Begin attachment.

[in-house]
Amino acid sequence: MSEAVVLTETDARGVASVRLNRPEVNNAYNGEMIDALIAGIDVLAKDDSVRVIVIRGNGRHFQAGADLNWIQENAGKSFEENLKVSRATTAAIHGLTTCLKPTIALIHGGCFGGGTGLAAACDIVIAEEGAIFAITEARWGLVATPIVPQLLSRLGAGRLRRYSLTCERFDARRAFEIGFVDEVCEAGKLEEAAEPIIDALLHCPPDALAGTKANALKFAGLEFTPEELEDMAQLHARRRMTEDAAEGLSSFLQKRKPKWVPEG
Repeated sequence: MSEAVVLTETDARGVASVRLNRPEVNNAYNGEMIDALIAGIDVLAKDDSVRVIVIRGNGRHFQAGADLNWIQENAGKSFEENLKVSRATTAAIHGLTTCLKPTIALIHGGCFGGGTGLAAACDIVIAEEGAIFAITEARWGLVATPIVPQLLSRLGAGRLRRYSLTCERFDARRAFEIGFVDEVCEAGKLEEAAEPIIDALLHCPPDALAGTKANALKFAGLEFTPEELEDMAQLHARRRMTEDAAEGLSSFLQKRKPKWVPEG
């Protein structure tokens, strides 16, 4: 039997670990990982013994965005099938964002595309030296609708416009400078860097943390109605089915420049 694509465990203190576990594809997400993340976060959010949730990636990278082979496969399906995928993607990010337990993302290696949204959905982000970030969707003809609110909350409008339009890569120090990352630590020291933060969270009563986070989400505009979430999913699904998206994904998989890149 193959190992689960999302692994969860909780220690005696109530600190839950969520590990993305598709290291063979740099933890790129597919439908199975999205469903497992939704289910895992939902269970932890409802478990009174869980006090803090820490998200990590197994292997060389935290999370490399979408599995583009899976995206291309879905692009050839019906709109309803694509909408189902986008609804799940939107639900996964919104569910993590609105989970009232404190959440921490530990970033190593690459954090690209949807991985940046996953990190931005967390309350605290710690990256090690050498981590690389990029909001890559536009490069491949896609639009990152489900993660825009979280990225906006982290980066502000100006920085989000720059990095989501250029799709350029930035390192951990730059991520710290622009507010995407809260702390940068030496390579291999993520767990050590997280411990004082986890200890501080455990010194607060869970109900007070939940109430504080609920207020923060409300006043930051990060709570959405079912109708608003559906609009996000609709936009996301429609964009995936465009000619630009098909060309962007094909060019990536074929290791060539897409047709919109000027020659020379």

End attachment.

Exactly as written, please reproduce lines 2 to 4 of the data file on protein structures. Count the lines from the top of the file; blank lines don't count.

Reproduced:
Amino acid sequence: MSEAVVLTETDARGVASVRLNRPEVNNAYNGEMIDALIAGIDVLAKDDSVRVIVIRGNGRHFQAGADLNWIQENAGKSFEENLKVSRATTAAIHGLTTCLKPTIALIHGGCFGGGTGLAAACDIVIAEEGAIFAITEARWGLVATPIVPQLLSRLGAGRLRRYSLTCERFDARRAFEIGFVDEVCEAGKLEEAAEPIIDALLHCPPDALAGTKANALKFAGLEFTPEELEDMAQLHARRRMTEDAAEGLSSFLQKRKPKWVPEG
Repeated sequence: MSEAVVLTETDARGVASVRLNRPEVNNAYNGEMIDALIAGIDVLAKDDSVRVIVIRGNGRHFQAGADLNWIQENAGKSFEENLKVSRATTAAIHGLTTCLKPTIALIHGGCFGGGTGLAAACDIVIAEEGAIFAITEARWGLVATPIVPQLLSRLGAGRLRRYSLTCERFDARRAFEIGFVDEVCEAGKLEEAAEPIIDALLHCPPDALAGTKANALKFAGLEFTPEELEDMAQLHARRRMTEDAAEGLSSFLQKRKPKWVPEG
């Protein structure tokens, strides 16, 4: 039997670990990982013994965005099938964002595309030296609708416009400078860097943390109605089915420049 694509465990203190576990594809997400993340976060959010949730990636990278082979496969399906995928993607990010337990993302290696949204959905982000970030969707003809609110909350409008339009890569120090990352630590020291933060969270009563986070989400505009979430999913699904998206994904998989890149 193959190992689960999302692994969860909780220690005696109530600190839950969520590990993305598709290291063979740099933890790129597919439908199975999205469903497992939704289910895992939902269970932890409802478990009174869980006090803090820490998200990590197994292997060389935290999370490399979408599995583009899976995206291309879905692009050839019906709109309803694509909408189902986008609804799940939107639900996964919104569910993590609105989970009232404190959440921490530990970033190593690459954090690209949807991985940046996953990190931005967390309350605290710690990256090690050498981590690389990029909001890559536009490069491949896609639009990152489900993660825009979280990225906006982290980066502000100006920085989000720059990095989501250029799709350029930035390192951990730059991520710290622009507010995407809260702390940068030496390579291999993520767990050590997280411990004082986890200890501080455990010194607060869970109900007070939940109430504080609920207020923060409300006043930051990060709570959405079912109708608003559906609009996000609709936009996301429609964009995936465009000619630009098909060309962007094909060019990536074929290791060539897409047709919109000027020659020379």